This action was brought to quiet title to certain real estate situated in the City of Las Cruces, New Mexico. At the close of plaintiffs’ (appellants’) testimony the court sustained defendants’ (appellees’) motion for judgment upon the ground that there was not substantial evidence introduced to sustain their case, and judgment of dismissal was entered, from which this appeal is prosecuted.
To establish plaintiffs’ title they introduced a tax deed in which the description of the prop'erty conveyed was as follows:
“ * * * situated in School District No. 2 in the County of Dona Ana, State of New Mexico, to-wit:
“1 Lot on Las Cruces Avenue Blk 52 O. T. S.
It is stated in the tax deed that the property had been assessed as that of the Estate of Josefina M. Montoya.
It may be assumed that the letters N, W, S, and E in this description indicate north, west, south and east, and that the names of the persons indicate the owners of property bounding the lot conveyed by the tax deed. The question is whether there is substantial evidence in the record to identify the property conveyed by the tax deed as being that described in the complaint, and in determining this we must accept as true all portions of the testimony and all reasonable inferences flowing therefrom which tended to prove plaintiffs’ case, and disregard all conflicts and all evidence *209which tended to weaken or disprove it. This is the rule in disposing of a motion for judgment at the conclusion of plaintiffs’ testimony. Sandoval County Board of Education v. Young, 43 N.M. 397, 94 P.2d 508.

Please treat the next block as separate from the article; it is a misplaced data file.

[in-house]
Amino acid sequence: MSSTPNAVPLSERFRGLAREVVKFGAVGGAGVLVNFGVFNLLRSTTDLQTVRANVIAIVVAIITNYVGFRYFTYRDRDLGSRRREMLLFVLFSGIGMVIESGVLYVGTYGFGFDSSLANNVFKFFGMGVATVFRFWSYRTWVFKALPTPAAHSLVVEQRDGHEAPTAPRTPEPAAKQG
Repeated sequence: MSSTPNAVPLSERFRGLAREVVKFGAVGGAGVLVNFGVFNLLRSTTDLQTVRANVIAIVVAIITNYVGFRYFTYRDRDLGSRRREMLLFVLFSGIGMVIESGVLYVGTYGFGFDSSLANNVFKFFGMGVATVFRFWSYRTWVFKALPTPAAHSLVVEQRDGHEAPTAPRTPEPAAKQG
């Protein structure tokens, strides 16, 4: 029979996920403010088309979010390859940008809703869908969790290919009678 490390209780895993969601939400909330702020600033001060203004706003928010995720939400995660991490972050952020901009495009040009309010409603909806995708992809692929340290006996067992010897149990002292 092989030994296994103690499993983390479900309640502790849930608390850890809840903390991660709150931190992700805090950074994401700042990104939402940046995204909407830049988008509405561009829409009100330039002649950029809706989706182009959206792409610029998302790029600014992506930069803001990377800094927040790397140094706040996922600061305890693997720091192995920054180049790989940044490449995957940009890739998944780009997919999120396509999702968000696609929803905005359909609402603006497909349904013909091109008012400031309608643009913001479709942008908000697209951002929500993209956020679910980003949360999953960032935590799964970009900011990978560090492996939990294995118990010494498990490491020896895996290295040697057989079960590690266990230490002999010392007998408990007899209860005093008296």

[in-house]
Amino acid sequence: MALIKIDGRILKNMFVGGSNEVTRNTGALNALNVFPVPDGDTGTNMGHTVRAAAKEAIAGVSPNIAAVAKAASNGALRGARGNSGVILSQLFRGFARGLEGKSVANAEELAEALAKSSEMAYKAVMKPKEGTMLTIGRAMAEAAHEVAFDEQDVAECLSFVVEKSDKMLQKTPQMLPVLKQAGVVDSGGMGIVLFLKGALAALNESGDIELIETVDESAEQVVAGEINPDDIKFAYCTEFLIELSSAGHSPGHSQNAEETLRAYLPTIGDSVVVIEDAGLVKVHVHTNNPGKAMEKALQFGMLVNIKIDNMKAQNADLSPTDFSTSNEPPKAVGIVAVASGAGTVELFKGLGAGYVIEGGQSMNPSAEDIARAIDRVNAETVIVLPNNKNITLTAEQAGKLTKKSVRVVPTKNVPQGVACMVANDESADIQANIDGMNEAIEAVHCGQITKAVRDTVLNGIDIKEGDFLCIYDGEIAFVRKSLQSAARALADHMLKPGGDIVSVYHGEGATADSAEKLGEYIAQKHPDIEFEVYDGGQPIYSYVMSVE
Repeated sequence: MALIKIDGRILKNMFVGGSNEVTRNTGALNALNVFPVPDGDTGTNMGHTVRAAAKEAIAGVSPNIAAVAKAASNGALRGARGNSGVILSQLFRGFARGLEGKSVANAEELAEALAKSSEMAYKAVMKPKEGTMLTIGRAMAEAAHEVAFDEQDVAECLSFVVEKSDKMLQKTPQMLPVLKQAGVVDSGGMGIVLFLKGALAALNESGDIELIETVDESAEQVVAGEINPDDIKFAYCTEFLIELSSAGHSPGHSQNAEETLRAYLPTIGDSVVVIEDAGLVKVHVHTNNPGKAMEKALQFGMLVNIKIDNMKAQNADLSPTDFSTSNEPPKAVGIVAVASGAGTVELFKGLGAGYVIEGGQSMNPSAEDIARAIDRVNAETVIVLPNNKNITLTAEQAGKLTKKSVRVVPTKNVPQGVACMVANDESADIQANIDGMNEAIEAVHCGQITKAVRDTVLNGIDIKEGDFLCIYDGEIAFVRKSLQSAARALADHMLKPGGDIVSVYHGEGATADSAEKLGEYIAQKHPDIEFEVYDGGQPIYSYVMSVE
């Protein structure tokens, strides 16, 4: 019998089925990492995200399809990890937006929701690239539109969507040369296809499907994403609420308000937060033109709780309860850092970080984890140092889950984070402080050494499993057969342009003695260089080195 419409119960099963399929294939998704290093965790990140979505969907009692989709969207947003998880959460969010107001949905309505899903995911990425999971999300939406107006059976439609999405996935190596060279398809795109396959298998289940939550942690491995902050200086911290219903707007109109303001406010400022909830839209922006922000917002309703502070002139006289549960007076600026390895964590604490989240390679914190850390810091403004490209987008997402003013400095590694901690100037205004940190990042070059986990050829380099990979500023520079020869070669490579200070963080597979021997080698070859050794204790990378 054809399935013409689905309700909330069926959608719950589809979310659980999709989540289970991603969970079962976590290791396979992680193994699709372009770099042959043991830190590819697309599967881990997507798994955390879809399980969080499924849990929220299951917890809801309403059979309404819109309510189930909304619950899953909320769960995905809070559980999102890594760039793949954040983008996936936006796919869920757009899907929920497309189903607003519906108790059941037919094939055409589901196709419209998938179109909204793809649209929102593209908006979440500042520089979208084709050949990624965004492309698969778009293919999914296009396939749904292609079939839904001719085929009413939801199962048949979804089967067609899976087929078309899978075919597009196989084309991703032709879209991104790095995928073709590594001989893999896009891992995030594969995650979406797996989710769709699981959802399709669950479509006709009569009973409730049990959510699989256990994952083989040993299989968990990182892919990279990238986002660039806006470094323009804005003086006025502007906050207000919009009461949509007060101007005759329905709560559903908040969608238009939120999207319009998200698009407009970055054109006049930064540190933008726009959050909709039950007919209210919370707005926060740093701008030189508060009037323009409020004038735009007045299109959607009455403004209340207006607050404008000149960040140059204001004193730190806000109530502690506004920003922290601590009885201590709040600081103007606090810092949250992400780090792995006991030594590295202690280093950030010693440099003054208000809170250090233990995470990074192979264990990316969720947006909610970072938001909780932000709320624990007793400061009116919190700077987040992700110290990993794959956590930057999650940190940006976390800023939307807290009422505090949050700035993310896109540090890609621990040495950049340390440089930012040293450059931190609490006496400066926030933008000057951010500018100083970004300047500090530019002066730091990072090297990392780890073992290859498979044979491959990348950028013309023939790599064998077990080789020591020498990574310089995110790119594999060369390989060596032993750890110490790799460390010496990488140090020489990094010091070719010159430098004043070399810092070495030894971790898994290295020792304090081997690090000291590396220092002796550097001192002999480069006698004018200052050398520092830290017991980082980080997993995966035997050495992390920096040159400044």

Plaintiffs established, by substantial evidence, that the lot described in the complaint was the identical property described in a deed to Josefina M. Montoya, which the defendants claimed to own, as follows:
“House and lot within precinct No. 20, Town of Las Cruces, Dona Ana County, New Mexico, and about 250 yards Easterly from the Catholic Church, in said precinct, town and county and with the following measurements, to-wit: